LET'S HEAR IT -- a little toot, anyway -- for Sen. Jesse Helms, author of the U.S. Department of State Freedom of Expression Act of 1987. It's his way to punish the State Department for a small but resonant act of bureaucratic trampling on free speech.
For years the Washington police and the U. S. Secret Service, to protect visiting foreigners, have had the State Department declare certain premises temporary foreign missions. This convenient fiction allows the police to apply the 500-foot rule by which demonstrators are kept away from foreign embassies, and it gives the Secret Service the requisite authority to protect foreign dignitaries as they travel about the city or the country. It's handled on a low level, and it's routine.
But this time the visitor was Soviet Foreign Minister Eduard Shevardnadze, and the building being temporarily reflagged was the State Department. It was not the first time, but here the reflagging directly impinged (as the police intended) on a planned human rights demonstration. Barring a showing of real peril to Mr. Shevardnadze, it was a silly and wrong thing to do.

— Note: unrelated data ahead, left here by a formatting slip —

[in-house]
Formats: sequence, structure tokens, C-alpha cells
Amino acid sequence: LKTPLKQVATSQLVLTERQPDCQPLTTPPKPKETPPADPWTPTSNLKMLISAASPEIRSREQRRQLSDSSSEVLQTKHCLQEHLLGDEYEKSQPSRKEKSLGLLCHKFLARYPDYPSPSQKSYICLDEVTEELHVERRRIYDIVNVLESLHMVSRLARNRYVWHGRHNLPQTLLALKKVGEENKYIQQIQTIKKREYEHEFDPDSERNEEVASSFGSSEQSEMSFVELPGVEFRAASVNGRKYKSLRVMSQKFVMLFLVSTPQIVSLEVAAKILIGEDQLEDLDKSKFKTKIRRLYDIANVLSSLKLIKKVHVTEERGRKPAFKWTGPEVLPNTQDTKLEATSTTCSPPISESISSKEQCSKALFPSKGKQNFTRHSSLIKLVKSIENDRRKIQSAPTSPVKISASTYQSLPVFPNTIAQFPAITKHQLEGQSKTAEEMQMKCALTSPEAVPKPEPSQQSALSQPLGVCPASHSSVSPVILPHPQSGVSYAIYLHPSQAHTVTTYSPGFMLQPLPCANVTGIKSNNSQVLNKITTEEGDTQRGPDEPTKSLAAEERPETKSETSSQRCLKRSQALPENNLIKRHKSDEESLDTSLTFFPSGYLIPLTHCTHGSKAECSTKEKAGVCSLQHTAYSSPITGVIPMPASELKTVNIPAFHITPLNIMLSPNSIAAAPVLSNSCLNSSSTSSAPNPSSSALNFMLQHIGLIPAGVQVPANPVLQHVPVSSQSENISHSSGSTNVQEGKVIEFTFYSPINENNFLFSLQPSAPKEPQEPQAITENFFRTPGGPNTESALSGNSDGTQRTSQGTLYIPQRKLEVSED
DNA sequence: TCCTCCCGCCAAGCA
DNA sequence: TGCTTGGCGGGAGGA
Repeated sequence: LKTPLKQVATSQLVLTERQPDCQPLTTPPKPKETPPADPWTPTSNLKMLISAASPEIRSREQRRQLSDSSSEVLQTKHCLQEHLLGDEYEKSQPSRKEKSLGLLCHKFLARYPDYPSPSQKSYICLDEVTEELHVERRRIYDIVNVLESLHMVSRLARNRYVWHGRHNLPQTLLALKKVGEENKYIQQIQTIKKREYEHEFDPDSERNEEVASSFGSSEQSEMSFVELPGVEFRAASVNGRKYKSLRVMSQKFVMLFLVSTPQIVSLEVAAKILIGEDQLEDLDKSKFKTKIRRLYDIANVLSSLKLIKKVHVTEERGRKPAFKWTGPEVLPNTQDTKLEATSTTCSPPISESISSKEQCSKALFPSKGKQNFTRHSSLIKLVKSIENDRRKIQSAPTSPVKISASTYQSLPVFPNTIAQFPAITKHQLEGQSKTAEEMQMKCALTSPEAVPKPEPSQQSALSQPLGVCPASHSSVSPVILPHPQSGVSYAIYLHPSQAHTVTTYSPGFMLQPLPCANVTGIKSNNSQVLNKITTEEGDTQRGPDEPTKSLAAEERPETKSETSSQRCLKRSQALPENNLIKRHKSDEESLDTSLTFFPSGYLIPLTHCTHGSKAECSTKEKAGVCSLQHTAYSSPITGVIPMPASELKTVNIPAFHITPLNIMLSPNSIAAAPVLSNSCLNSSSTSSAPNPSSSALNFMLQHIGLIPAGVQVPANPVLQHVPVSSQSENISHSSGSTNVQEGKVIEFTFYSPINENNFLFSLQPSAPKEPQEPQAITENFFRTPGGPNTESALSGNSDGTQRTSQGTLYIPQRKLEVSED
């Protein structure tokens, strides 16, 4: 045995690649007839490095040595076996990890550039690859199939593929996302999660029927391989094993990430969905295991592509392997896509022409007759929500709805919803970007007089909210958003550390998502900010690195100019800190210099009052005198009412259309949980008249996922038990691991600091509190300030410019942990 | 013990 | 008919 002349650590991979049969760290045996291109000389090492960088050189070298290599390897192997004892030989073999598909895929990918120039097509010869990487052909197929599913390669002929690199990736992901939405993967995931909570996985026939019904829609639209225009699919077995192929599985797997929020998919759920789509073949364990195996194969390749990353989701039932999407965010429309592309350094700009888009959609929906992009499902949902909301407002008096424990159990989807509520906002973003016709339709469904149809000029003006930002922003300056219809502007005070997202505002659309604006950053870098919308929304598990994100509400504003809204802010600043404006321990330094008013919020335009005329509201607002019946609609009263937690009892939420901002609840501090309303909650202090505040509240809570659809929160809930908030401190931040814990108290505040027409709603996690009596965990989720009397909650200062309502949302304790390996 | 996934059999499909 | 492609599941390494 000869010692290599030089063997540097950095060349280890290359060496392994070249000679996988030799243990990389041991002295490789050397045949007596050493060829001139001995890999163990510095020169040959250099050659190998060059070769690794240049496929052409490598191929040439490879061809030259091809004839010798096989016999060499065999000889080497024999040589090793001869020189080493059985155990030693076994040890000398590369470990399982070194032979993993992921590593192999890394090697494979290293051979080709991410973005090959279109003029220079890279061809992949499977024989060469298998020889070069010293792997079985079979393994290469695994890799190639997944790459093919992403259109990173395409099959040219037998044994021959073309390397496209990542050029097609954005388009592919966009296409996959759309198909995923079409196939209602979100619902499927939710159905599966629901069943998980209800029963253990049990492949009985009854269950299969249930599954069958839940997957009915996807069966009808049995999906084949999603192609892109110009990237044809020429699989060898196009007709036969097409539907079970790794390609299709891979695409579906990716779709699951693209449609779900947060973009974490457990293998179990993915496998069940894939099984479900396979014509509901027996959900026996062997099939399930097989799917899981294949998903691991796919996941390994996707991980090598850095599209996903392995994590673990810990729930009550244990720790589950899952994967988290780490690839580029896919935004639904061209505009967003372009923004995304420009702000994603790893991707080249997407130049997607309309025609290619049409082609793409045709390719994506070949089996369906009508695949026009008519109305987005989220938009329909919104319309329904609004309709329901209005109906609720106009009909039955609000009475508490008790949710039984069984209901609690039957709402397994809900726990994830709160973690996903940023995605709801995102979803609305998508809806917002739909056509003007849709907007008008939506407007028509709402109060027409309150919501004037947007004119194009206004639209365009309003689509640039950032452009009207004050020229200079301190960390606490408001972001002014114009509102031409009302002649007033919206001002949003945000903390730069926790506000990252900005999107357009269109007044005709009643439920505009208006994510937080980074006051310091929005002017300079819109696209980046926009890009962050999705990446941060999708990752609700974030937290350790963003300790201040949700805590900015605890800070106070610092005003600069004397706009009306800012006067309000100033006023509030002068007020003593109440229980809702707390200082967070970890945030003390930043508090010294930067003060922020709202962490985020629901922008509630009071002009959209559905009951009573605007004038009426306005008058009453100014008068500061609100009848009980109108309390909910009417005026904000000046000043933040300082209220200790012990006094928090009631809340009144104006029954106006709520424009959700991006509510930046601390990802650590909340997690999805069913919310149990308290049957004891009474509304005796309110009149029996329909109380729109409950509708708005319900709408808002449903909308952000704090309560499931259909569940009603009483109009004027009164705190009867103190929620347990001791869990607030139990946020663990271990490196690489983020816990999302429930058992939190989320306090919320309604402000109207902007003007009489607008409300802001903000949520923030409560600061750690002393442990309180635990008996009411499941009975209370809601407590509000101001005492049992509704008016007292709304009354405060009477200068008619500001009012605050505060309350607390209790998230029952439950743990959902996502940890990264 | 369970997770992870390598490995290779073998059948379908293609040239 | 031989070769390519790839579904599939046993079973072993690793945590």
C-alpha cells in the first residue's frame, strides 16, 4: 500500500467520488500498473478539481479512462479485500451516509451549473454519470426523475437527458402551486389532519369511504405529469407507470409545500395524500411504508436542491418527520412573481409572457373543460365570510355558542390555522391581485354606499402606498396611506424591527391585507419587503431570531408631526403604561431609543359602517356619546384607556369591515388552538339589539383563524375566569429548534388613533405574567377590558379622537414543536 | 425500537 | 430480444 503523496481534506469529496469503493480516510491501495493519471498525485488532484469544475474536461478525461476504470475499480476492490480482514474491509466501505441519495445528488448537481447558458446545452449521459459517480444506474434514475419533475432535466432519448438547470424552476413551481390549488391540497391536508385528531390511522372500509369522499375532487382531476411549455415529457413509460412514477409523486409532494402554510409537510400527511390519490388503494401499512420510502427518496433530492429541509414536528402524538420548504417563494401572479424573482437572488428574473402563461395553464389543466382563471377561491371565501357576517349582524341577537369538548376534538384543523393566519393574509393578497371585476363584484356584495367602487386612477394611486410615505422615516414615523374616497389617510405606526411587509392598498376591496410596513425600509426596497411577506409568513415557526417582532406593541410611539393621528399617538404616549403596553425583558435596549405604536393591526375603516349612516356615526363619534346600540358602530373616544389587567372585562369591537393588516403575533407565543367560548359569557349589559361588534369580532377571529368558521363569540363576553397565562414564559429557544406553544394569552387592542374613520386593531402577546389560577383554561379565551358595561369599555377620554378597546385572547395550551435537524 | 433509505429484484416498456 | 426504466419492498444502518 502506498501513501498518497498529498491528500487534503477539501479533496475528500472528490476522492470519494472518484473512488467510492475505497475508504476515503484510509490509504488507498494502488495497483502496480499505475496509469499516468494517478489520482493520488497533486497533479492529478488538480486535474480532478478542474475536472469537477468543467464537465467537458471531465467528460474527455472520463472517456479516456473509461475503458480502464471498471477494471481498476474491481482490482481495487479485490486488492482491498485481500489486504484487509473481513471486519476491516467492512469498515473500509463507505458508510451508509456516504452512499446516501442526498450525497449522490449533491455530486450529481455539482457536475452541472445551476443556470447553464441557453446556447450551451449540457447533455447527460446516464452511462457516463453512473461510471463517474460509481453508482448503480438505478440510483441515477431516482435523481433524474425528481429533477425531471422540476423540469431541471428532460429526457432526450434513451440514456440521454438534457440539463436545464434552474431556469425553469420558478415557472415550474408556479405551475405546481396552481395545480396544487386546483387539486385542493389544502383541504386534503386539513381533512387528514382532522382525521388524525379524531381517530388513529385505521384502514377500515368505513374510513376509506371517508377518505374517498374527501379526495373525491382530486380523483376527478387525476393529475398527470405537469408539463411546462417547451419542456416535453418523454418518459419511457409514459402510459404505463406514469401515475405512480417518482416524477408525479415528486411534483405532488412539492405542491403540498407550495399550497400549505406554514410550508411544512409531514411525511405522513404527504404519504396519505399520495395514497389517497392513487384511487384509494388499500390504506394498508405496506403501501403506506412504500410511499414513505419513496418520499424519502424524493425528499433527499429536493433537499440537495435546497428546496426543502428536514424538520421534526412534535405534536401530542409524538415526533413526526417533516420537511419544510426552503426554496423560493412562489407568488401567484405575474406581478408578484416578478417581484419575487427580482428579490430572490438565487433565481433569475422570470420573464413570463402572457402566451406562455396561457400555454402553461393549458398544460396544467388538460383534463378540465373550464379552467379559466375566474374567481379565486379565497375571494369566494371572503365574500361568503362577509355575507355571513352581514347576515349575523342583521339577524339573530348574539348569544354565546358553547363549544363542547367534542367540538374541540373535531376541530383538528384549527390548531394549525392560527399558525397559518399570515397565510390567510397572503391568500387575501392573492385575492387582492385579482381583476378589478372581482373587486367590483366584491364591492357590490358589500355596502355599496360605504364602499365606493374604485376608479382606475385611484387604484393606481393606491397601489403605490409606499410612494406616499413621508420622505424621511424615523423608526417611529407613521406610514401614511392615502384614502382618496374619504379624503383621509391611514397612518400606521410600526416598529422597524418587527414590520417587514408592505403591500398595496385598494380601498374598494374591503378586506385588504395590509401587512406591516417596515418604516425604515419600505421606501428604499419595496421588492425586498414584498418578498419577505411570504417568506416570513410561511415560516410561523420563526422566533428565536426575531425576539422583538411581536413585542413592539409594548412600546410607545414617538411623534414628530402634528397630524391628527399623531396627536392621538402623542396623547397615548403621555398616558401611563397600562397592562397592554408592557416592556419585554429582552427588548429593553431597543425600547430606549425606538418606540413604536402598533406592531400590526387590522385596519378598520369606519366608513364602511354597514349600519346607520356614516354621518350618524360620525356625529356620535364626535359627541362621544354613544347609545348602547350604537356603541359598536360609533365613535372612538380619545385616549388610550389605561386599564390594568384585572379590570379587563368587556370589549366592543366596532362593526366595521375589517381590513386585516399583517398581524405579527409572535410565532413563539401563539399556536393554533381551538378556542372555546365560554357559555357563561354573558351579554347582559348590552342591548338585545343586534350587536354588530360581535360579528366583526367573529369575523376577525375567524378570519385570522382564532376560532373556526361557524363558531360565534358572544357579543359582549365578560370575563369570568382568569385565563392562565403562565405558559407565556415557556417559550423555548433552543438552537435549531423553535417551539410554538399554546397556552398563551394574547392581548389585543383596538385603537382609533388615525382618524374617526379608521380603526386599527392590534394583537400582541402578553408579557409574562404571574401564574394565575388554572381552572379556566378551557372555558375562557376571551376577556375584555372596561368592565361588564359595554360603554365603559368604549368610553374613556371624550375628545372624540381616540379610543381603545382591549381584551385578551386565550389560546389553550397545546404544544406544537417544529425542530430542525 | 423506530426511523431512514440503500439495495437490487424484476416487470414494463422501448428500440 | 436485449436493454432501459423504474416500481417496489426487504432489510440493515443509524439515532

The State Department is not any old government building. It presents the official face of America to the world, and it is a reasonable and common place for demonstrations. The Shevardnadze visit last month came as many Americans were concerned to ensure that human rights issues are faithfully pursued. Sen. Helms is not one to flee from opportunities to harass the State Department. But on the floor of the Senate, he rallied 90 members to chide the department for declaring itself a foreign mission ''for the purpose of denying free speech to American citizens who planned to protest the tyranny of the Soviet regime.'' The department can say it acted in response to a routine police request, but no one seems to have thought of the spectacle of the leading nation of the free world muting the voice of Americans who wished to address peacefully an official of a totalitarian state.
We are confident that Mr. Shevardnadze, who represents a government much given these days to displays of glasnost, could have endured the waving of some placards, and that law enforcement officers could have done their usual first-class job and hustled the Soviet visitor safely from the curb to the State Department's front door, even as the placards waved